Wednesday, 24 February 2010
Hitting a guy with glasses
In the immortal words of TS Eliot: Well, fuck.
I was sitting here pondering whether to write my next entry on Avatar or on the antics of finding a job, when this friend of mine sends me an e-bitchslap to inform me that the Nostalgia Critic has published a Top 11 Villian Songs. (I’m not sure what the fuck a ‘villian’ is, the urban dictionary goes for two definitions and I’m guessing Doug adhered to the Kejardon version), but the reason why this was brought to my attention is that the list features – at number 5 – the song ‘Poor Unfortunate Souls’ by Ursula. Given the ubiquitous international popularity of my blog, it’s clear that that guy with glasses was influenced in his work by my list of Top Ten Disney Songs, which features PUS at the top #1 spot, nay even lifted the whole work verbatim! Well, normally I’m happy to let the repercussions of my prestige spread forth without interference, but this occurrence brought back to the surface a question which numerous people have asked me now: why in the name of hell didn’t I include any songs from The Lion King in my Top Ten Disney Songs list? I mean, Scar’s song Be prepared even makes the third place of Doug’s list, and that’s one of the most anonymous in the film. How could they not make it in mine??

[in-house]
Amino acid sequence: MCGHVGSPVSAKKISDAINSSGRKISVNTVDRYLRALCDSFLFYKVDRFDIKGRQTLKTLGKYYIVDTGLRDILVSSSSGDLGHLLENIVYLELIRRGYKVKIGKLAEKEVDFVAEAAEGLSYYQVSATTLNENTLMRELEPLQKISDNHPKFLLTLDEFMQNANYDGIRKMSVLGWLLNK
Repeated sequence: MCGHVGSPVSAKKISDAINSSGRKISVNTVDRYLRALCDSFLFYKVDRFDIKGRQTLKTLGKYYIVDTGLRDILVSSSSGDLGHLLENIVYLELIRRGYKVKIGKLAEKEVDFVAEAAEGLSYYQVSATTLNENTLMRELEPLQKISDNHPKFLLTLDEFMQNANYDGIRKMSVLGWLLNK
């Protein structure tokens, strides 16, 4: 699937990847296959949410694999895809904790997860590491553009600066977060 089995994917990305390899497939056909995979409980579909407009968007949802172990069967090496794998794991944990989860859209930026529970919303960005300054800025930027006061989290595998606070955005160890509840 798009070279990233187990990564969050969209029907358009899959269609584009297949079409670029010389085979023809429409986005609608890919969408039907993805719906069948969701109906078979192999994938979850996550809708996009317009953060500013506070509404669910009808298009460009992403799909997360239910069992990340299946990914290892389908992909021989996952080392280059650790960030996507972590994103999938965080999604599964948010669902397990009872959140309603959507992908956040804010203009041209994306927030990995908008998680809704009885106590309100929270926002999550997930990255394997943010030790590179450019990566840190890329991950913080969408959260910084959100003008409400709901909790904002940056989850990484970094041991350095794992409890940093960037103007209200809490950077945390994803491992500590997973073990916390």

(By the way, the German version of this song is the creepiest shit I’ve ever seen in my life, though I’ll admit I almost died laughing when he roared IDIOTEN like a Sturmtruppen commando who finds his men have lost a tank over a poker game).
Back to the LK question, I’d like to answer it now because I think it’s important – not because the Lion King is important per se, I mean, but because it highlights some relevant questions on what criticism is, how it works and why it exists. And it’s somewhat of a challenge to the Nostalgia Critic, I guess, and he deserves this for having shop-lifted my ideas. So here goes, bitch. Shield yourself.
I’ll admit that TLK featured in my options for the songs to put on, not through Hakuna Matata, which possibly ranks first in the list of ‘Most overrated Disney songs of all time’ (I might have broken a heart or two here, but ‘Bare Necessities’ from the Jungle Book did that specific trick before and did it much better). Rather I was rubbing my chin over the Circle of Life song. Take a second to listen to the music and look at the video. It’s impossible not to be seduced by this piece – it’s such a beautiful rendition of the African landscapes and fauna. It’s innovative for its time in the realistic rather than cartoony rendition, and the music is lovely – a wonderfully harmonic interplay between chorus and lead voices, efficiently sustained by an orchestral background which is potent but essential. Excellent in many ways.
So why no spot in the list?